Nashville Predators

Four takeaways: Blackhawks claw back but come up short in overtime loss to Predators

Four takeaways: Blackhawks claw back but come up short in overtime loss to Predators

Here are four takeaways from the Blackhawks' 4-3 overtime loss to the Nashville Predators at the United Center on Wednesday:

1. Clawing back but falling short

Despite falling behind 3-1, the Blackhawks fought back like they often have this season and forced overtime.

Jonathan Toews scored a crucial shorthanded goal with 20 seconds left in the second period, giving the Blackhawks a lift going into the third period. Artem Anisimov potted the equalizer with 2:21 left in regulation thanks to a great feed by Patrick Kane, who finished with two assists for his fifth multi-point outing in seven games.

But the Predators finished the job in overtime when Filip Forsberg, fresh off a line change, took advantage of three tired Chicago defenders to score his second of the night exactly one minute into it.

The Blackhawks have picked up at least a point in 10 of their last 14 games, and haved played well against two of the best Western Conference teams (Calgary and Nashville) and hottest Eastern Conference team (Pittsburgh) in their past three contests.

"We expect even more out of ourselves," Toews said. "We’re playing well, we’re in games. When you get to overtime, we have that feeling that we can get the two points. It’s unfortunate we haven’t gotten it done in our building. We want to get that energy and get that crowd into it and give them something. Just falling short a few times here and there, but overall our team game’s been getting better. For us, we know the expectation’s even higher. We can go for those two points every night.”

2. Falling into old trap?

For the third straight game, the Blackhawks allowed the first goal after they had scored the first one in the previous seven games. It was a good run and a much-needed one too after the Blackhawks went through a tough stretch in November where they gave up the first goal in 11 straight.

But now they have to make sure not to fall into that same trap. Colton Sissons scored first, the Blackhawks eventually responded towards the end of the first period, but the Predators answered right back eight seconds later. The Blackhawks also gave up 17 shots in the opening frame, their third-highest of the season.

Erik Gustafsson, who was on the ice for the first goal and overtime winner for Nashville, was self-critical about his performance and the role he played in those two goals against.

"For myself, I felt I was terrible today," he said. "But the team played well. I think that we can be better in our zone. But for 60 minutes I think we played well."

3. Power play stays hot

The Blackhawks power play is on an absolute roll right now. They've been near the basement of the NHL for a large portion of the first half in that department, but have quickly found themselves flirting with the middle of the pack after their recent hot stretch.

With another power play goal — by Alex DeBrincat, who extended his goal streak to three games — against the Predators, the Blackhawks are now 10-for-29 (34.5 percent) in their last 10 games with the man advantage. They were 13-for-108 (12.0 percent) in their first 36 games of the season.

It's come a long way.

"Obviously [DeBrincat's] been finishing his chances on the power play, which is nice to see," Toews said. "When we’ve got a guy that can shoot like that, a guy that can pass like [Kane], we just have a lot of good things going for our power play right now.”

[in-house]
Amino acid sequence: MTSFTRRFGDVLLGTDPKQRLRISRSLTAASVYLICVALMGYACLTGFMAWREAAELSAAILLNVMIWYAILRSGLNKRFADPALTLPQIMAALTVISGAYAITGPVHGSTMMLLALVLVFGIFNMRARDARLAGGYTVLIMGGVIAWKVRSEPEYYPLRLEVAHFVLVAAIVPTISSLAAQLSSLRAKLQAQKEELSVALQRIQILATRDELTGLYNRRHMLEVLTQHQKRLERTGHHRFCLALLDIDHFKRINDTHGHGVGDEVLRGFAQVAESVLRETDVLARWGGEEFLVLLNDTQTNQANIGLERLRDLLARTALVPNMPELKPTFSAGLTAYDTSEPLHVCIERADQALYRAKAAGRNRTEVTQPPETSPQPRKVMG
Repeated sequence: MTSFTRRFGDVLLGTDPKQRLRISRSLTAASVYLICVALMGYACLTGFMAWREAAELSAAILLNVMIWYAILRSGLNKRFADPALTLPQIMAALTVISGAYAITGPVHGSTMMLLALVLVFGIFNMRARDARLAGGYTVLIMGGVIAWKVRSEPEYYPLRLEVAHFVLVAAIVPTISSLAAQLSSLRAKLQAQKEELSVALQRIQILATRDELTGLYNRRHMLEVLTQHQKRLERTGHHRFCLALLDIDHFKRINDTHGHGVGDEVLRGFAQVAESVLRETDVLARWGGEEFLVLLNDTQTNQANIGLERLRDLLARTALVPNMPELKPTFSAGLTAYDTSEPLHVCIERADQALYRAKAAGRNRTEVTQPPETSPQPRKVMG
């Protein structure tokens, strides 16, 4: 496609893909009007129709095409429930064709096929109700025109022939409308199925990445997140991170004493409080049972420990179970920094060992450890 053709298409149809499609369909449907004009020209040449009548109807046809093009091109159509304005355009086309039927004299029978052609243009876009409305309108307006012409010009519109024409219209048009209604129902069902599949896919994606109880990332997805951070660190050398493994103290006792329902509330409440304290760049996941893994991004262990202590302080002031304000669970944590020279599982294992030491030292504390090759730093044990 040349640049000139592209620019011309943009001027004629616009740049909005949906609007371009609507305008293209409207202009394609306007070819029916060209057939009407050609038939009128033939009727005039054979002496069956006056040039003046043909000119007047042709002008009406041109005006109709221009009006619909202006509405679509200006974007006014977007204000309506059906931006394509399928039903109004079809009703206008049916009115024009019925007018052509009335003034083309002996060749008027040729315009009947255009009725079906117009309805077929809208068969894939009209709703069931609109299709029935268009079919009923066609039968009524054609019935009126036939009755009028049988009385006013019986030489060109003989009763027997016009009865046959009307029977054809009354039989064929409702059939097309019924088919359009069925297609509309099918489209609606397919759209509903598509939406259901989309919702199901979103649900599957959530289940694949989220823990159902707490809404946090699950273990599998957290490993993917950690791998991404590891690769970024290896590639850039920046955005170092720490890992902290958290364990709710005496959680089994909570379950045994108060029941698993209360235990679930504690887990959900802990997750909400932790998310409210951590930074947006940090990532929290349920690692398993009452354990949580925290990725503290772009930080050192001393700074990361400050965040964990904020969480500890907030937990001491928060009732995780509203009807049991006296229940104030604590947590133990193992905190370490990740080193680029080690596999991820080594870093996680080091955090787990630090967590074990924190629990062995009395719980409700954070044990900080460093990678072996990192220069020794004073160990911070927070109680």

4. New top line

The Blackhawks made some changes going into Wednesday's game. DeBrincat was promoted to the top line with Dominik Kahun and Toews while Brandon Saad was moved to the third line with Drake Caggiula and David Kampf.

It was time for DeBrincat to get more ice time because he deserves it. He logged 17:01 of ice time, his second-highest since Dec. 16, scored a goal on the power play and recorded a team-high seven shots on goal in the loss.

"I thought we played well," DeBrincat said. "Can definitely be better. Made a few plays, probably could have scored a few more times. There's always room for improvement."

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Four takeaways: Blackhawks turn in complete effort, wrap up homestand with win

Four takeaways: Blackhawks turn in complete effort, wrap up homestand with win

Here are four takeaways from the Blackhawks' 2-1 win over the Nashville Predators at the United Center on Sunday:

1. The Full 60

The Blackhawks have been preaching playing a full 60 minutes ever since Jeremy Colliton took over as head coach. Heck, even before then. And they turned in arguably their most complete effort under their new head coach against a Predators team that came in tied for second in the NHL with 46 points.

Even more impressive, the Blackhawks shut the door in the final 40:33 and gave up one or fewer goals for the first time since Nov. 18 in a 3-1 victory over Minnesota — a span of 15 games. Cam Ward was a big reason for that, stopping 30 of 31 shots for a save percentage of .968 to pick up his first win in almost a month.

It was a well-deserved win for the Blackhawks, who earned five out of a possible eight points during their four-game homestand.

"I thought our guys competed and worked really hard all 60 minutes," Ward said. "Defensively we didn’t give them a whole lot and it’s a credit to the guys for the way that they played. We kept it much more simple and executed and, to be quite honest, we could have had more goals if it wasn’t for [Pekka] Rinne. He made some big saves and it was tight right till the end."

2. Contributions from the back end

With Henri Jokiharju being loaned to Finland for the 2019 IIHF World Junior Championship, a void opened up on the Blackhawks blue line. But with that comes opportunity for others.

Gustav Forsling, who returned after missing six games with a shoulder injury, scored his second of the season to put the Blackhawks on the board at the 15:22 mark of the second period. And 1:54 later, Erik Gustafsson made it 2-1 when he scored 17 seconds into a power play.

Despite deserving better fate in the first period, the Blackhawks stayed with it and responded with two goals and outshot the Predators 16-7 in the middle frame to hand Nashville its first loss of the season when leading after one period (10-1-0).